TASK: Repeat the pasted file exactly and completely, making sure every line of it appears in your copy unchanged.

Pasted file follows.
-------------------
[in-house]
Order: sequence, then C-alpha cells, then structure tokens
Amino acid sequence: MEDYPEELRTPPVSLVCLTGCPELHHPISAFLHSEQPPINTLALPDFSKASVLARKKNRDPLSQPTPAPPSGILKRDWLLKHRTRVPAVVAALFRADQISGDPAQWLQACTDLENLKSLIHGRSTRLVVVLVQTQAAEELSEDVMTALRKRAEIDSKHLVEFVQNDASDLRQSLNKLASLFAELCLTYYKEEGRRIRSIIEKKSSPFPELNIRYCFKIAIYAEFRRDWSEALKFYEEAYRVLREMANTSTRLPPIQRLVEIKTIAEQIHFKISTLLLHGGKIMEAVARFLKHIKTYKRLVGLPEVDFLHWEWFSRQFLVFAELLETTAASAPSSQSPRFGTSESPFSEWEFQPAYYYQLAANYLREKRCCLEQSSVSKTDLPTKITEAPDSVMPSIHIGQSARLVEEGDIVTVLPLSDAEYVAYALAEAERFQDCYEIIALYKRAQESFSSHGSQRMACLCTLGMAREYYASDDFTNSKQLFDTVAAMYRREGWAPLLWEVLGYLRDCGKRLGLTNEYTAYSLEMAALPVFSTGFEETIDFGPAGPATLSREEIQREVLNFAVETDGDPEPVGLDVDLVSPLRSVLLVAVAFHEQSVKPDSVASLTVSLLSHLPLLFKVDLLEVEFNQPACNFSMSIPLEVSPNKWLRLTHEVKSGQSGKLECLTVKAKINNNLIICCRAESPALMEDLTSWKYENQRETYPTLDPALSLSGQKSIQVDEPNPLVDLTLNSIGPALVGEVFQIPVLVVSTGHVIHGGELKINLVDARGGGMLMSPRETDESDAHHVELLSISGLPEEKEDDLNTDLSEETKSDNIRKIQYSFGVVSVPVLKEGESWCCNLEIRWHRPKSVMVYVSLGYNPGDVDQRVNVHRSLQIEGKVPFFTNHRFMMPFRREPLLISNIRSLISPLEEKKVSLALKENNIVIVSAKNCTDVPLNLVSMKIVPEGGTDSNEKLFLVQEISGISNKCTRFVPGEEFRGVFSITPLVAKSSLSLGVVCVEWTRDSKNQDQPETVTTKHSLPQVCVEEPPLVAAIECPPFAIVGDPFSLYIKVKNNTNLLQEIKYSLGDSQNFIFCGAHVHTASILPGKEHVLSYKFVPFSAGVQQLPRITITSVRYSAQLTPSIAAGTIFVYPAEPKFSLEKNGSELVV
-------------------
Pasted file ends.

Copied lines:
[in-house]
Order: sequence, then C-alpha cells, then structure tokens
Amino acid sequence: MEDYPEELRTPPVSLVCLTGCPELHHPISAFLHSEQPPINTLALPDFSKASVLARKKNRDPLSQPTPAPPSGILKRDWLLKHRTRVPAVVAALFRADQISGDPAQWLQACTDLENLKSLIHGRSTRLVVVLVQTQAAEELSEDVMTALRKRAEIDSKHLVEFVQNDASDLRQSLNKLASLFAELCLTYYKEEGRRIRSIIEKKSSPFPELNIRYCFKIAIYAEFRRDWSEALKFYEEAYRVLREMANTSTRLPPIQRLVEIKTIAEQIHFKISTLLLHGGKIMEAVARFLKHIKTYKRLVGLPEVDFLHWEWFSRQFLVFAELLETTAASAPSSQSPRFGTSESPFSEWEFQPAYYYQLAANYLREKRCCLEQSSVSKTDLPTKITEAPDSVMPSIHIGQSARLVEEGDIVTVLPLSDAEYVAYALAEAERFQDCYEIIALYKRAQESFSSHGSQRMACLCTLGMAREYYASDDFTNSKQLFDTVAAMYRREGWAPLLWEVLGYLRDCGKRLGLTNEYTAYSLEMAALPVFSTGFEETIDFGPAGPATLSREEIQREVLNFAVETDGDPEPVGLDVDLVSPLRSVLLVAVAFHEQSVKPDSVASLTVSLLSHLPLLFKVDLLEVEFNQPACNFSMSIPLEVSPNKWLRLTHEVKSGQSGKLECLTVKAKINNNLIICCRAESPALMEDLTSWKYENQRETYPTLDPALSLSGQKSIQVDEPNPLVDLTLNSIGPALVGEVFQIPVLVVSTGHVIHGGELKINLVDARGGGMLMSPRETDESDAHHVELLSISGLPEEKEDDLNTDLSEETKSDNIRKIQYSFGVVSVPVLKEGESWCCNLEIRWHRPKSVMVYVSLGYNPGDVDQRVNVHRSLQIEGKVPFFTNHRFMMPFRREPLLISNIRSLISPLEEKKVSLALKENNIVIVSAKNCTDVPLNLVSMKIVPEGGTDSNEKLFLVQEISGISNKCTRFVPGEEFRGVFSITPLVAKSSLSLGVVCVEWTRDSKNQDQPETVTTKHSLPQVCVEEPPLVAAIECPPFAIVGDPFSLYIKVKNNTNLLQEIKYSLGDSQNFIFCGAHVHTASILPGKEHVLSYKFVPFSAGVQQLPRITITSVRYSAQLTPSIAAGTIFVYPAEPKFSLEKNGSELVV